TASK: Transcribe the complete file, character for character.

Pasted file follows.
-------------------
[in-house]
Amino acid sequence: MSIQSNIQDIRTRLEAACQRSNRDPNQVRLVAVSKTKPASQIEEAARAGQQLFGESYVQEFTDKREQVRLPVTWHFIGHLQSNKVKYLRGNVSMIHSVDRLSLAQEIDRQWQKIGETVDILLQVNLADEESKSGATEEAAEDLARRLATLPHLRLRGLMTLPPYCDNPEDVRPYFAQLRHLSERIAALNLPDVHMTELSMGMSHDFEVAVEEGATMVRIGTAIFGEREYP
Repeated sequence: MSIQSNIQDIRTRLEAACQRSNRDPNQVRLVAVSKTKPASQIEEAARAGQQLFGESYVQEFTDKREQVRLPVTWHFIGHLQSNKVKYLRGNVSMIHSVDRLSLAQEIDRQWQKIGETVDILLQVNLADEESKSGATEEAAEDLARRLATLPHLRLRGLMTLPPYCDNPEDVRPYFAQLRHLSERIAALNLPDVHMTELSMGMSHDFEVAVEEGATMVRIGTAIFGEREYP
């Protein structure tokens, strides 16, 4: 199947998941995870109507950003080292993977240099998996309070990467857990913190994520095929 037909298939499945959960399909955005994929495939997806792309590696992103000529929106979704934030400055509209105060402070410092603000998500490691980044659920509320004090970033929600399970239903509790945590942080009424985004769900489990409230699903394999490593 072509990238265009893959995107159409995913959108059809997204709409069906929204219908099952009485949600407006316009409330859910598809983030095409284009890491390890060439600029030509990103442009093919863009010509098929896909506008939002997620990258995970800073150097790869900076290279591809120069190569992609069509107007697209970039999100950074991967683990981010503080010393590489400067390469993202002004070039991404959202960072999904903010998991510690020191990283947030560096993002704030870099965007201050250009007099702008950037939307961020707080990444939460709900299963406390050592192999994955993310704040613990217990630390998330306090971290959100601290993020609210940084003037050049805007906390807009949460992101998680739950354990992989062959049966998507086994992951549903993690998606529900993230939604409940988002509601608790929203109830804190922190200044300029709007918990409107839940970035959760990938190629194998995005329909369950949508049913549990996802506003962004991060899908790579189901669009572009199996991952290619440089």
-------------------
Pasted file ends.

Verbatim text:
[in-house]
Amino acid sequence: MSIQSNIQDIRTRLEAACQRSNRDPNQVRLVAVSKTKPASQIEEAARAGQQLFGESYVQEFTDKREQVRLPVTWHFIGHLQSNKVKYLRGNVSMIHSVDRLSLAQEIDRQWQKIGETVDILLQVNLADEESKSGATEEAAEDLARRLATLPHLRLRGLMTLPPYCDNPEDVRPYFAQLRHLSERIAALNLPDVHMTELSMGMSHDFEVAVEEGATMVRIGTAIFGEREYP
Repeated sequence: MSIQSNIQDIRTRLEAACQRSNRDPNQVRLVAVSKTKPASQIEEAARAGQQLFGESYVQEFTDKREQVRLPVTWHFIGHLQSNKVKYLRGNVSMIHSVDRLSLAQEIDRQWQKIGETVDILLQVNLADEESKSGATEEAAEDLARRLATLPHLRLRGLMTLPPYCDNPEDVRPYFAQLRHLSERIAALNLPDVHMTELSMGMSHDFEVAVEEGATMVRIGTAIFGEREYP
């Protein structure tokens, strides 16, 4: 199947998941995870109507950003080292993977240099998996309070990467857990913190994520095929 037909298939499945959960399909955005994929495939997806792309590696992103000529929106979704934030400055509209105060402070410092603000998500490691980044659920509320004090970033929600399970239903509790945590942080009424985004769900489990409230699903394999490593 072509990238265009893959995107159409995913959108059809997204709409069906929204219908099952009485949600407006316009409330859910598809983030095409284009890491390890060439600029030509990103442009093919863009010509098929896909506008939002997620990258995970800073150097790869900076290279591809120069190569992609069509107007697209970039999100950074991967683990981010503080010393590489400067390469993202002004070039991404959202960072999904903010998991510690020191990283947030560096993002704030870099965007201050250009007099702008950037939307961020707080990444939460709900299963406390050592192999994955993310704040613990217990630390998330306090971290959100601290993020609210940084003037050049805007906390807009949460992101998680739950354990992989062959049966998507086994992951549903993690998606529900993230939604409940988002509601608790929203109830804190922190200044300029709007918990409107839940970035959760990938190629194998995005329909369950949508049913549990996802506003962004991060899908790579189901669009572009199996991952290619440089």